Scott Miller was surprised when he learned in June that his restaurant was in violation of the Americans with Disabilities Act (ADA). Having operated Seasons of Coeur d’Alene in western Idaho as general manager and executive chef for six years without any complaints, he has always believed his restaurant — which was built in 2011, three years after President George W. Bush signed the final revision of the ADA — is accommodating to his disabled customers. In fact, Miller’s three regular wheelchair-bound customers sit at tables that do not comply with the ADA, instead of those its agents compel business owners to install.
In the end, Miller will have to shell out only about $1,000 to comply with the requirement that he extend the length of his patio furniture. As ADA violations go, Miller is relatively lucky; other companies face much higher hurdles to comply with anti-discrimination legislation. One is Uber’s New York City division, which may have to undergo a complete overhaul of its vehicles to settle a legal battle over its compliance with city-level anti-discrimination law.
Last week, the ride-sharing company became a defendant in a class-action lawsuit accusing it of discrimination against disabled customers because only between 60 and 200 — the parties disagree on the number — of its cars in New York City are wheelchair-accessible. To quote the lawsuit, Uber’s violation is “a denial of full and equal enjoyment” of its services by “riders who require accessible transportation.” In other words, Uber does not provide the number of wheelchair-accessible cars that would allow the wheelchair-bound community to use the service at the same price, frequency, and quality as those who are not disabled. Disability Rights Advocates NYC (DRA), which filed the suit, accused Uber of “showing total disregard for the rights of people with disabilities” in a statement posted on their website. Peppered throughout the statement were allegations that Uber actively and knowingly discriminated against wheelchair-bound customers:
Uber could provide a great benefit to people with mobility disabilities, if it provided equal and non-discriminatory service. Instead, Uber, a company valued at over $50 billion, has chosen to neglect people with disabilities who use wheelchairs and to provide them with inferior service in direct violation of the law.
“UberWAV [Uber’s wheelchair-accessible offering] makes up only .1% of the 58,000 vehicle fleet. It’s just window dressing designed to skirt anti-discrimination laws,” said Michelle Caiola, Director of Litigation at DRA’s New York Office. “Uber must not be allowed to operate in New York City in a discriminatory manner. It must ensure its convenience and benefits are available to all people equally.”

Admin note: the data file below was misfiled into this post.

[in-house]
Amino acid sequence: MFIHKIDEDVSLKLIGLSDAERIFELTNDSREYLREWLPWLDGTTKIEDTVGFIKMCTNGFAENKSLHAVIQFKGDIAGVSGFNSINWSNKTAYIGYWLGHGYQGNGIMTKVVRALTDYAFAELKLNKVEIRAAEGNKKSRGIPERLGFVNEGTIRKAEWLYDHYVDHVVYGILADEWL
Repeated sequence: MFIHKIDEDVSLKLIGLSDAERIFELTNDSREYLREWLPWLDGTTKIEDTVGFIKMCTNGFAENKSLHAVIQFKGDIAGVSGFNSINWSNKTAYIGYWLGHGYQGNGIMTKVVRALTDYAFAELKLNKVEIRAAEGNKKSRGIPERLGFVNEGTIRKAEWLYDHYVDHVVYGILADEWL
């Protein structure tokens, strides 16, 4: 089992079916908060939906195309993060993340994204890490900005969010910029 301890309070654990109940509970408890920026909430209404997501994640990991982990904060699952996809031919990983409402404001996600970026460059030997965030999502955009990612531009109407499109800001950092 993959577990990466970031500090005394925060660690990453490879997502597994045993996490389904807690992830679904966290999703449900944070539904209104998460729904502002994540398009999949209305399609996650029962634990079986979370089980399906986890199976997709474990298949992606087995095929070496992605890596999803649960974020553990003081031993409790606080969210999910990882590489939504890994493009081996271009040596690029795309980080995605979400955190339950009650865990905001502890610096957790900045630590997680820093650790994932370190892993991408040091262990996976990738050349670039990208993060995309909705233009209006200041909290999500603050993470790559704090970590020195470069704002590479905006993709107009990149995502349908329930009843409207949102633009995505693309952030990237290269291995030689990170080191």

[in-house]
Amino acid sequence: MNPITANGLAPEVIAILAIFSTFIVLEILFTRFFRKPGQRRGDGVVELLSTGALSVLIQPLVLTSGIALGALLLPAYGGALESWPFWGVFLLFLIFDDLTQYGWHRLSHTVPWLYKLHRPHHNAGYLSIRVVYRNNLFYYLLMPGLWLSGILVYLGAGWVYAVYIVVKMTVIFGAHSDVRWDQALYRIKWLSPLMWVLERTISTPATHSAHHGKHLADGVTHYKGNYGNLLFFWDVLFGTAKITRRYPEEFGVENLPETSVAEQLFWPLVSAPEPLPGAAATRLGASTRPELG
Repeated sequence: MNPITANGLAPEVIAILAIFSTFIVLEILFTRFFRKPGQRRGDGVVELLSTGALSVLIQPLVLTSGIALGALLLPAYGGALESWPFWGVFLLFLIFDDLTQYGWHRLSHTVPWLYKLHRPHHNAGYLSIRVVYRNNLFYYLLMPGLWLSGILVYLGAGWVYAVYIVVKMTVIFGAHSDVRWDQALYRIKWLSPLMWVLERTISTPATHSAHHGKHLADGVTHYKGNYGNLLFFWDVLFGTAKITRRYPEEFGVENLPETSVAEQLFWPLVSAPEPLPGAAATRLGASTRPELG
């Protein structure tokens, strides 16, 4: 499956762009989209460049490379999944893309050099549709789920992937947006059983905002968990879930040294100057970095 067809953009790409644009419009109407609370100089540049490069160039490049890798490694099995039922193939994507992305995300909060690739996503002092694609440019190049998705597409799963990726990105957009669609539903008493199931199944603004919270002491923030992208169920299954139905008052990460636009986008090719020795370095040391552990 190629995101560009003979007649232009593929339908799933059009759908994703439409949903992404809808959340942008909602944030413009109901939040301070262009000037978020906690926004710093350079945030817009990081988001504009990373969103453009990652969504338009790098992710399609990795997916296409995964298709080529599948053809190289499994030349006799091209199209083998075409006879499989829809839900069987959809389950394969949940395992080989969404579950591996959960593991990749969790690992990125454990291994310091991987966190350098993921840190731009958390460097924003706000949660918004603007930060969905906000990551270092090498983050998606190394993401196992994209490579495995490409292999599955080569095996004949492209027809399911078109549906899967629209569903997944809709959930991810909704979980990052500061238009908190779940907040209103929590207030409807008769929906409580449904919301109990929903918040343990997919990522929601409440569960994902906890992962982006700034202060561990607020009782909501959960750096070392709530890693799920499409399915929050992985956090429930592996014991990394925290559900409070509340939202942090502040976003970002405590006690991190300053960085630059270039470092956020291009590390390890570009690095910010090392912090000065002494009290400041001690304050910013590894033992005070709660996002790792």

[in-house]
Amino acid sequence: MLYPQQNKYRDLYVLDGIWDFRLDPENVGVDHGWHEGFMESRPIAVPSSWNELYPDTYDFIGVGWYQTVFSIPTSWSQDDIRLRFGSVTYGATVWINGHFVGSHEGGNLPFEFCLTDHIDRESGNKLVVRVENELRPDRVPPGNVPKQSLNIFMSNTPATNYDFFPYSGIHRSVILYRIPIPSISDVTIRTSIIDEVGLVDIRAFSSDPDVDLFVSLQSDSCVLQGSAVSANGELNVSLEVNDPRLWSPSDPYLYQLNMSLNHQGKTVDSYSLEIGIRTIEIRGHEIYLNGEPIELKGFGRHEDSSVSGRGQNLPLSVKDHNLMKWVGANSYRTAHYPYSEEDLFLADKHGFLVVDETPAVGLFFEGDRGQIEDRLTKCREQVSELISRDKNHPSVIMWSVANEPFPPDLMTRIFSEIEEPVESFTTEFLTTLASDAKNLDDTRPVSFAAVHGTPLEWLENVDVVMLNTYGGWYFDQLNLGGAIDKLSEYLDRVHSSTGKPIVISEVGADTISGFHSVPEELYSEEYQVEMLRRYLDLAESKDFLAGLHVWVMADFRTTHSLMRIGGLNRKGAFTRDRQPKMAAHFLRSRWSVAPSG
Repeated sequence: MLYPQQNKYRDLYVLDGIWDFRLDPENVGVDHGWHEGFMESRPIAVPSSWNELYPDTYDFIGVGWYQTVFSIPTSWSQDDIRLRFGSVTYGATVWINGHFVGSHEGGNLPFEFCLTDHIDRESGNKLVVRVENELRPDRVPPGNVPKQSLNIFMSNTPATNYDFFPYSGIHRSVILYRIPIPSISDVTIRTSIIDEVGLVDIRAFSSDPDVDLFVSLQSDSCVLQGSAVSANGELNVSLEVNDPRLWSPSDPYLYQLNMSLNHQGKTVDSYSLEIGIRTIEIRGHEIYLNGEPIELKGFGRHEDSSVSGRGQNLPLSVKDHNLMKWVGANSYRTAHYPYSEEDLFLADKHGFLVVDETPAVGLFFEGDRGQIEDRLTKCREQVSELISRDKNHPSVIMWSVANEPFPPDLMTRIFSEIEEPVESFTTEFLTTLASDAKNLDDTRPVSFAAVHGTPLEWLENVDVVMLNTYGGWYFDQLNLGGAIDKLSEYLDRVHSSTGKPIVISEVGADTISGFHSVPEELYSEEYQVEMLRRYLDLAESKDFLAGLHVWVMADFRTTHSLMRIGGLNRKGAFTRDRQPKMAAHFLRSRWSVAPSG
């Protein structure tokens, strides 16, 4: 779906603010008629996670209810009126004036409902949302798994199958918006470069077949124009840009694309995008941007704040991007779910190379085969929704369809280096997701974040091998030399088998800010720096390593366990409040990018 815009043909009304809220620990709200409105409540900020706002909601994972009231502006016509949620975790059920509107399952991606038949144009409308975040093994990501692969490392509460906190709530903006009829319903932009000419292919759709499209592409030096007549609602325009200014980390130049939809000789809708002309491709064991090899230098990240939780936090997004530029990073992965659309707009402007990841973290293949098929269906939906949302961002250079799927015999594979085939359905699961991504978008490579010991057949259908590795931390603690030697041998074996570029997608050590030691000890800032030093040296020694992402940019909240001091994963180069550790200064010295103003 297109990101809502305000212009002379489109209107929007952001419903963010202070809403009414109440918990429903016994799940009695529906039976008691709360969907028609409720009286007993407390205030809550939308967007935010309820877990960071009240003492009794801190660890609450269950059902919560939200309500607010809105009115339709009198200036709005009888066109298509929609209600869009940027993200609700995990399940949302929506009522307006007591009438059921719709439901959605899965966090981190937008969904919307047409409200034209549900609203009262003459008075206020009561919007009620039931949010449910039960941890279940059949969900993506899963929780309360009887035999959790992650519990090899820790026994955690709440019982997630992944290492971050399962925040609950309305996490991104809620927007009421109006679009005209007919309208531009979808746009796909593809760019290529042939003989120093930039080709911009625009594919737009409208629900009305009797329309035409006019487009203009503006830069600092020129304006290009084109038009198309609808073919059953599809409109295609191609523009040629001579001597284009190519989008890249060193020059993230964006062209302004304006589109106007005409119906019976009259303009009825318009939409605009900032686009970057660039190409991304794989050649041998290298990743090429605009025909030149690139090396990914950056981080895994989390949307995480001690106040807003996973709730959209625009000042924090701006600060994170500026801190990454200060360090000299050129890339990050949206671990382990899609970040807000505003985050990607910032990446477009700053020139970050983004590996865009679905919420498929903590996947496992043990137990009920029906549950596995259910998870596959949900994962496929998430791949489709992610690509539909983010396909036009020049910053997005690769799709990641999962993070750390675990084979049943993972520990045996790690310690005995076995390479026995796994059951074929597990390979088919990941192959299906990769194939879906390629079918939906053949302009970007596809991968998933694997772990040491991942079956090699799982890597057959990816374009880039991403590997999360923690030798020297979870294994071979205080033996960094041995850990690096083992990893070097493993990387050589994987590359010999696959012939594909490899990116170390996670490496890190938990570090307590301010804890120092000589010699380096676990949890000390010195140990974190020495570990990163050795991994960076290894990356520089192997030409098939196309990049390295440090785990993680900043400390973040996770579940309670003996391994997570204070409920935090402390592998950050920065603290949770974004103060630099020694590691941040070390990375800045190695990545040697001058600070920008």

Uber has offered wheelchair-accessible vehicles through its UberWAV program since August 2016, and for almost a year the company has been implementing demand-based incentive programs designed to increase the UberWAV fleet. While these programs haven’t been effective, DRA’s statement that Uber has “chosen to neglect people with disabilities” is untrue, and an example of how anti-discrimination laws have made the definition of “discrimination” more subjective. The law that DRA accuses Uber of breaking is the New York City Human Rights Law, which, like the ADA, considers discrimination to be any violation of its own provisions. Injured parties, therefore, can consider themselves discriminated against if the actor fails to do anything the law requires, with no consideration for whether the actor intended discrimination, can integrate the disabled, or actually discriminates against them. The Uber suit demonstrates how this type of law often mandates a solution that corrects the legal violation but leaves the problem intact. Traveling through the city is a challenging reality for disabled New Yorkers, but adding regulations to Uber isn’t the solution, because Uber isn’t the problem. In fact, the problem is the New York City government, which has responded to anti-discrimination laws with ill-designed and poorly maintained transportation systems for years. One of these systems, Access-a-Ride, satisfies the ADA’s “origin-to-destination” transportation mandate, which requires a service that can carry disabled riders from any starting location to any destination, but many disability advocacy groups argue that its long wait times, unreliable hailing system, and astronomical overhead cost leaves much to be desired.